Lab 6 - Magnetic Forces 2

# Lab 6 - Magnetic Forces 2 - PHY134 - Classical Physics II...

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PHY134 - Classical Physics II Laboratory Magnetic Forces - 2 In this experiment a simple current balance will be used to measure the force on a current- carrying wire in a magnetic field. The magnetic field is produced by a solenoid, and from the magnitude of the force on the wire the number of turns in the solenoid will be calculated. Equipment 5 A Power Supply, Helmholtz Coils 500 mA Power Supply, 5A Current shunt, 2 Digital Multimeters Electronic weight scale, 100-turn triangular coil with balance arm. Method The torque balance is shown schematically in Figure 1. The balance arm is a thin rectangular insulator upon which a 100-turn triangular coil is mounted. The coil is balanced by a weight resting on the pan of electronic scale. A small counterweight (a short piece of wire) is hung from the hook near the small coil to provide a gravitational torque τ g , about an axis through the attachment point of the main weight, and will be counter-balanced by the magnetic torque m produced when current flows in the 100-turn coil in the presence of the horizontal magnetic field near the center of the Helmholtz coils.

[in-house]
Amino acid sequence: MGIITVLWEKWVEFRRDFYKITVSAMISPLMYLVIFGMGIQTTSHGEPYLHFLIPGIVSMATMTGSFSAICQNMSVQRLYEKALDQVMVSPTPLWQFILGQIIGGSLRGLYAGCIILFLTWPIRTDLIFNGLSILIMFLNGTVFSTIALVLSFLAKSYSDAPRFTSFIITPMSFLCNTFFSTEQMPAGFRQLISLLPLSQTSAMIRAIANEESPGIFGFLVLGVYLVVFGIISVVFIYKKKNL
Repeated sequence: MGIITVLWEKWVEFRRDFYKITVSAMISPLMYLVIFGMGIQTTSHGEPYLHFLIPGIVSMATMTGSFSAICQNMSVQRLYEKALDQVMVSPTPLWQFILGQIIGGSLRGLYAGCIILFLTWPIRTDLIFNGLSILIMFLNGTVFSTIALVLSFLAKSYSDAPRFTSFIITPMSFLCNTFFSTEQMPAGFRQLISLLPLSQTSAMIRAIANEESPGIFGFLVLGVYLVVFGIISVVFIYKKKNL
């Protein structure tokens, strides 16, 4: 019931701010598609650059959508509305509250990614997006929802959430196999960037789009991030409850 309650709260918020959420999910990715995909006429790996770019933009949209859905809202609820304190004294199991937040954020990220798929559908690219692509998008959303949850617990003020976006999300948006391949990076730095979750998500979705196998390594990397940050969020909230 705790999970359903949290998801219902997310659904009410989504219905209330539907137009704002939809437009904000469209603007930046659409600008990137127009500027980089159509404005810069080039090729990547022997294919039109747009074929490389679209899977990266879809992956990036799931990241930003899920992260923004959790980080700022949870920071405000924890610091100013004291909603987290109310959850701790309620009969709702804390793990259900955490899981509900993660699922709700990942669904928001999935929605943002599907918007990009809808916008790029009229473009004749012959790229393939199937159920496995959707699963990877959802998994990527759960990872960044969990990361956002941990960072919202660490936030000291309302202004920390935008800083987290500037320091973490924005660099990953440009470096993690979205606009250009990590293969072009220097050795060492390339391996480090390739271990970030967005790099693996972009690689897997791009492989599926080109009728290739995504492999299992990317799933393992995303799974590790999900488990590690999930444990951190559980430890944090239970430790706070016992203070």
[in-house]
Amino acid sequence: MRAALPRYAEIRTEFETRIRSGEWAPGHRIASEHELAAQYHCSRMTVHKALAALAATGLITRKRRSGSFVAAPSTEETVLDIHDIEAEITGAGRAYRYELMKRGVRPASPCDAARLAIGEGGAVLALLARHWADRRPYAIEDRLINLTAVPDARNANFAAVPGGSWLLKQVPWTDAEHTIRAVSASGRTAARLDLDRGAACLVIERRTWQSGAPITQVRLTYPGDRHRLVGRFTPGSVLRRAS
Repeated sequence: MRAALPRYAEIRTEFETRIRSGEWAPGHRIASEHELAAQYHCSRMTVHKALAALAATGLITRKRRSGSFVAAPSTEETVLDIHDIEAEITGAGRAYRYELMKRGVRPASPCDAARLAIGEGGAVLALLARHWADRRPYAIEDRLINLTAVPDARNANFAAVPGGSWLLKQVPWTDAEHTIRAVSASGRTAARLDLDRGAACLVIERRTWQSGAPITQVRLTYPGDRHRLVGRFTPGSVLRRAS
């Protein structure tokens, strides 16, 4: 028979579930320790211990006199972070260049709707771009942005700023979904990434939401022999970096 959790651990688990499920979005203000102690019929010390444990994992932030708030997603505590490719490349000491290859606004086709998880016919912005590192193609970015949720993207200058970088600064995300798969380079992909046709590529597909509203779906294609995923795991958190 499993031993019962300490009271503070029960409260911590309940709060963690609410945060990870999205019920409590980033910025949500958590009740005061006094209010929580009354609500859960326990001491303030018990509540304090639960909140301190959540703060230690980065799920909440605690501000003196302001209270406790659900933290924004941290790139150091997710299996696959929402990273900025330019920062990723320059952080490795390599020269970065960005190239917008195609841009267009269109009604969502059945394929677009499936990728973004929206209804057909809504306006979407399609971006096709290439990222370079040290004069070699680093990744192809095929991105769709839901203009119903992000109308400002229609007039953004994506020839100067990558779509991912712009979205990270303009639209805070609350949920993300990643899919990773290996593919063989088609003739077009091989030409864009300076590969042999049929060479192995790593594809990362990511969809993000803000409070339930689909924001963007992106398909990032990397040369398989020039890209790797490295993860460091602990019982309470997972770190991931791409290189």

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The torque on a coil of N windings, of area A and carrying a current I , mounted in a magnetic field B (assumed constant over the coil's area) is given by: τ m = μ × B = NI A × B , (1) where μ is the total magnetic moment of the coil. A pair of Helmholtz coils produces the magnetic field B . The distance between the Helmholtz coils is approximately equal to the radius R of the coils, and the B field near the center is very uniform with magnitude given by: B = 8 μ 0 N H I H / (5 3/2 R ), (2) where N H is the total number of windings in a single Helmholtz coil, I H the current through the coils, and 0 . the magnetic permeability of the vacuum. B is adjusted by varying I H (in magnitude and flow direction!) until the magnetic torque precisely counter-balances the gravitational torque from the piece of wire used as weight, as indicated by the electronic scale. Q1. In what direction does the gravitational torque point? Use the right-
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## This note was uploaded on 09/26/2008 for the course PHY 132 taught by Professor Rijssenbeek during the Spring '04 term at SUNY Stony Brook.

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Lab 6 - Magnetic Forces 2 - PHY134 - Classical Physics II...

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